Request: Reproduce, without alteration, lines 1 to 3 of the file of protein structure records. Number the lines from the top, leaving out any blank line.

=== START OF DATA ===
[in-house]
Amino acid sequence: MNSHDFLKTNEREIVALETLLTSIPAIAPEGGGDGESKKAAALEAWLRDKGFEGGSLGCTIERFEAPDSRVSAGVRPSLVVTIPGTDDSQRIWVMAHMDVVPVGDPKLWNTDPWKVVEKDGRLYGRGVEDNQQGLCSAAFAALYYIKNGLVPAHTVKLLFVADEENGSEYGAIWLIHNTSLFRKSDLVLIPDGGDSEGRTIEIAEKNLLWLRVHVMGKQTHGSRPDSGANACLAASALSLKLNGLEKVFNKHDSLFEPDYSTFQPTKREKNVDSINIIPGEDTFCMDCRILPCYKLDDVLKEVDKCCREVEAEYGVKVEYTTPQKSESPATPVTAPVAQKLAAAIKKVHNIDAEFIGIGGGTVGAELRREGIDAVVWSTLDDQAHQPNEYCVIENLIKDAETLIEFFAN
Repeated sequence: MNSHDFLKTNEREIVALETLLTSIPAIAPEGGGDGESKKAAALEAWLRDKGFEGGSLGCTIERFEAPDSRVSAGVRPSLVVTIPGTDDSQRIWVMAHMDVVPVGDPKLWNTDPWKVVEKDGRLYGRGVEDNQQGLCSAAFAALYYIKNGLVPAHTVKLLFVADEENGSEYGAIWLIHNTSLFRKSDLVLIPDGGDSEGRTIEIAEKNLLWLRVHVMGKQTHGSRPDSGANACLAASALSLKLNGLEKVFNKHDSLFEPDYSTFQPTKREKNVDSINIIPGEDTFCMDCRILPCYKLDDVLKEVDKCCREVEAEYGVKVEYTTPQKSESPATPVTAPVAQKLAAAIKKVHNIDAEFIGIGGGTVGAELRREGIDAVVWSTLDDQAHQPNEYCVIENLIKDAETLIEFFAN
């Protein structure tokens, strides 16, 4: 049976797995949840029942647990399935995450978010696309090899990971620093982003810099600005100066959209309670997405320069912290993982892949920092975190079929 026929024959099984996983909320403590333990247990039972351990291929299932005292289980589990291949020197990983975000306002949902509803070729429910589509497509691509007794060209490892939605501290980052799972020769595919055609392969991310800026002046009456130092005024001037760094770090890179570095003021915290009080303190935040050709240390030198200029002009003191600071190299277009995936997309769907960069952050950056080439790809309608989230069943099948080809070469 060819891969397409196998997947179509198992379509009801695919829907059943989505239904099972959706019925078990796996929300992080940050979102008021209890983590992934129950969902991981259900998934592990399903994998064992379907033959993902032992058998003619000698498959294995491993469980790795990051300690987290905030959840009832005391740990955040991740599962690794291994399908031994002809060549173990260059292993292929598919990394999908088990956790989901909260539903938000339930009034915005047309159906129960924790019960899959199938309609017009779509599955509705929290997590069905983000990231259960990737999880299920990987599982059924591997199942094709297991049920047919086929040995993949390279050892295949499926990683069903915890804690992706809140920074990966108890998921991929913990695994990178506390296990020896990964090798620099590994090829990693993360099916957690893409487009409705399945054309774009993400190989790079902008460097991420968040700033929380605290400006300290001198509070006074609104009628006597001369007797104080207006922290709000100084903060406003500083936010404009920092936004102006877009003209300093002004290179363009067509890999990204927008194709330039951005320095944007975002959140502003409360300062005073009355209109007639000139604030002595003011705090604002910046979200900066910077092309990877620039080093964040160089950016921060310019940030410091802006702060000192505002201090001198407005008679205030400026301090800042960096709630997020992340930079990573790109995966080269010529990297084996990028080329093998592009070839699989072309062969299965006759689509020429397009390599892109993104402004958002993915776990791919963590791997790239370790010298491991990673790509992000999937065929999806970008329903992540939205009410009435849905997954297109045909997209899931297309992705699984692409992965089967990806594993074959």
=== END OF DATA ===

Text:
[in-house]
Amino acid sequence: MNSHDFLKTNEREIVALETLLTSIPAIAPEGGGDGESKKAAALEAWLRDKGFEGGSLGCTIERFEAPDSRVSAGVRPSLVVTIPGTDDSQRIWVMAHMDVVPVGDPKLWNTDPWKVVEKDGRLYGRGVEDNQQGLCSAAFAALYYIKNGLVPAHTVKLLFVADEENGSEYGAIWLIHNTSLFRKSDLVLIPDGGDSEGRTIEIAEKNLLWLRVHVMGKQTHGSRPDSGANACLAASALSLKLNGLEKVFNKHDSLFEPDYSTFQPTKREKNVDSINIIPGEDTFCMDCRILPCYKLDDVLKEVDKCCREVEAEYGVKVEYTTPQKSESPATPVTAPVAQKLAAAIKKVHNIDAEFIGIGGGTVGAELRREGIDAVVWSTLDDQAHQPNEYCVIENLIKDAETLIEFFAN
Repeated sequence: MNSHDFLKTNEREIVALETLLTSIPAIAPEGGGDGESKKAAALEAWLRDKGFEGGSLGCTIERFEAPDSRVSAGVRPSLVVTIPGTDDSQRIWVMAHMDVVPVGDPKLWNTDPWKVVEKDGRLYGRGVEDNQQGLCSAAFAALYYIKNGLVPAHTVKLLFVADEENGSEYGAIWLIHNTSLFRKSDLVLIPDGGDSEGRTIEIAEKNLLWLRVHVMGKQTHGSRPDSGANACLAASALSLKLNGLEKVFNKHDSLFEPDYSTFQPTKREKNVDSINIIPGEDTFCMDCRILPCYKLDDVLKEVDKCCREVEAEYGVKVEYTTPQKSESPATPVTAPVAQKLAAAIKKVHNIDAEFIGIGGGTVGAELRREGIDAVVWSTLDDQAHQPNEYCVIENLIKDAETLIEFFAN